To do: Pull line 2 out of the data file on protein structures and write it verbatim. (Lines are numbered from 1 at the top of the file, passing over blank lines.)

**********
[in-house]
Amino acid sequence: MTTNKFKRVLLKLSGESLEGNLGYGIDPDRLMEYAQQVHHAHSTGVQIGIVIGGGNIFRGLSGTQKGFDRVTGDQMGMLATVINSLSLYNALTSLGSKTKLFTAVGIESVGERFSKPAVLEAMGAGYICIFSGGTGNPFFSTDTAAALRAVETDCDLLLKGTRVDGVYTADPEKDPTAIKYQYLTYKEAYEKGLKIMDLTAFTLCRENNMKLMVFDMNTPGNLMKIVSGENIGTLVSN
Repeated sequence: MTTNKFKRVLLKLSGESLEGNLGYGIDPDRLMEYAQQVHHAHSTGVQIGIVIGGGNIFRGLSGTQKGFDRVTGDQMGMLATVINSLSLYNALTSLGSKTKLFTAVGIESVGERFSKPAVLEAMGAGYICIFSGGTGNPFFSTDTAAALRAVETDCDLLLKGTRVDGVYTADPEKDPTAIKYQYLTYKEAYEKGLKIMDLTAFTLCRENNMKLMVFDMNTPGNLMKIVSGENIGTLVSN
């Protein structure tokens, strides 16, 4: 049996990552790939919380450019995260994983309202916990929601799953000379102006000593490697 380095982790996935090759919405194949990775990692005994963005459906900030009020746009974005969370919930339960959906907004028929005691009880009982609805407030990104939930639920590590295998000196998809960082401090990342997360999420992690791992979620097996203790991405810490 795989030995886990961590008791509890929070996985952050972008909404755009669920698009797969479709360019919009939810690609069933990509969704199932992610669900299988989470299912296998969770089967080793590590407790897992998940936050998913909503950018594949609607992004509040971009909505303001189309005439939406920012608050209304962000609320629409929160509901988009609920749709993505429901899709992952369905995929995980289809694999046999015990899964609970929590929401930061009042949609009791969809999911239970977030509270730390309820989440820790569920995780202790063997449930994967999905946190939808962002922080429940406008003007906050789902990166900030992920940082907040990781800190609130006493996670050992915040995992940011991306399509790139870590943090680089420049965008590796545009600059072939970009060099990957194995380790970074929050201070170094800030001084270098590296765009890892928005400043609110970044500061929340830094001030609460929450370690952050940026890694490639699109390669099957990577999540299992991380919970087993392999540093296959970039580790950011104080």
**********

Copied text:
Amino acid sequence: MTTNKFKRVLLKLSGESLEGNLGYGIDPDRLMEYAQQVHHAHSTGVQIGIVIGGGNIFRGLSGTQKGFDRVTGDQMGMLATVINSLSLYNALTSLGSKTKLFTAVGIESVGERFSKPAVLEAMGAGYICIFSGGTGNPFFSTDTAAALRAVETDCDLLLKGTRVDGVYTADPEKDPTAIKYQYLTYKEAYEKGLKIMDLTAFTLCRENNMKLMVFDMNTPGNLMKIVSGENIGTLVSN